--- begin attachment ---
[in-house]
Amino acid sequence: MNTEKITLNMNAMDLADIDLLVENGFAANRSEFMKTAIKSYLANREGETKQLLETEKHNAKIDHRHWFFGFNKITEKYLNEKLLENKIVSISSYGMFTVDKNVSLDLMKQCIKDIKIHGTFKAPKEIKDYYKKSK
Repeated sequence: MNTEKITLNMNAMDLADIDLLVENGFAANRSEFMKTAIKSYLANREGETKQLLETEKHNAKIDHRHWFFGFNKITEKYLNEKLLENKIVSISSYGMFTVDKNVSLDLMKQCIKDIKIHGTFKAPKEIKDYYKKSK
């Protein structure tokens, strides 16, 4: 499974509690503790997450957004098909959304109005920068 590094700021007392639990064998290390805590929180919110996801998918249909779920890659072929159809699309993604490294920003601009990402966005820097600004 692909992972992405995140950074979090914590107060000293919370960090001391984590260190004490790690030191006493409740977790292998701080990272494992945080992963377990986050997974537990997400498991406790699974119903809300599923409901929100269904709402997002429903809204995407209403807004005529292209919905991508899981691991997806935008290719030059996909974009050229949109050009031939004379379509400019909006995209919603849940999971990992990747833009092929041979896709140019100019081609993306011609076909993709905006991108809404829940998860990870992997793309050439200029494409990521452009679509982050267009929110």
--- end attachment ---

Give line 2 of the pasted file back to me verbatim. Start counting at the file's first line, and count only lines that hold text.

Amino acid sequence: MNTEKITLNMNAMDLADIDLLVENGFAANRSEFMKTAIKSYLANREGETKQLLETEKHNAKIDHRHWFFGFNKITEKYLNEKLLENKIVSISSYGMFTVDKNVSLDLMKQCIKDIKIHGTFKAPKEIKDYYKKSK